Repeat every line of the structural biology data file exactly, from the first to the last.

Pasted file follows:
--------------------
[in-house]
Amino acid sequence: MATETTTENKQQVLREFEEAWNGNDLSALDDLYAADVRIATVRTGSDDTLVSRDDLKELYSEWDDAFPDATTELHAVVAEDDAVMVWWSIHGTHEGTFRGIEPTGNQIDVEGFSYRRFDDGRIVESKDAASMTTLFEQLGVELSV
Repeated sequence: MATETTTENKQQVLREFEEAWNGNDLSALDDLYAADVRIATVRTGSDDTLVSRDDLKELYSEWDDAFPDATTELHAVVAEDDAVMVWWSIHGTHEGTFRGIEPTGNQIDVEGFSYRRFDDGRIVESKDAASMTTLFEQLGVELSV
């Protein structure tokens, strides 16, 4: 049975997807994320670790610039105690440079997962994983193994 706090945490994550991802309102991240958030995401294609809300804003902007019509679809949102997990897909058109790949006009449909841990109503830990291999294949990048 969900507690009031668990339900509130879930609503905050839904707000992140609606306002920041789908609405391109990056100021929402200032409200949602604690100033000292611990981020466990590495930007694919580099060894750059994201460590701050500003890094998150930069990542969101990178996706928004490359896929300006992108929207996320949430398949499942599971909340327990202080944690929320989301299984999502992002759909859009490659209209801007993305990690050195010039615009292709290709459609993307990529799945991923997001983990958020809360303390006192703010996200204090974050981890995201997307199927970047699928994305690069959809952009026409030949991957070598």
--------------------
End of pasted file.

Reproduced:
[in-house]
Amino acid sequence: MATETTTENKQQVLREFEEAWNGNDLSALDDLYAADVRIATVRTGSDDTLVSRDDLKELYSEWDDAFPDATTELHAVVAEDDAVMVWWSIHGTHEGTFRGIEPTGNQIDVEGFSYRRFDDGRIVESKDAASMTTLFEQLGVELSV
Repeated sequence: MATETTTENKQQVLREFEEAWNGNDLSALDDLYAADVRIATVRTGSDDTLVSRDDLKELYSEWDDAFPDATTELHAVVAEDDAVMVWWSIHGTHEGTFRGIEPTGNQIDVEGFSYRRFDDGRIVESKDAASMTTLFEQLGVELSV
């Protein structure tokens, strides 16, 4: 049975997807994320670790610039105690440079997962994983193994 706090945490994550991802309102991240958030995401294609809300804003902007019509679809949102997990897909058109790949006009449909841990109503830990291999294949990048 969900507690009031668990339900509130879930609503905050839904707000992140609606306002920041789908609405391109990056100021929402200032409200949602604690100033000292611990981020466990590495930007694919580099060894750059994201460590701050500003890094998150930069990542969101990178996706928004490359896929300006992108929207996320949430398949499942599971909340327990202080944690929320989301299984999502992002759909859009490659209209801007993305990690050195010039615009292709290709459609993307990529799945991923997001983990958020809360303390006192703010996200204090974050981890995201997307199927970047699928994305690069959809952009026409030949991957070598």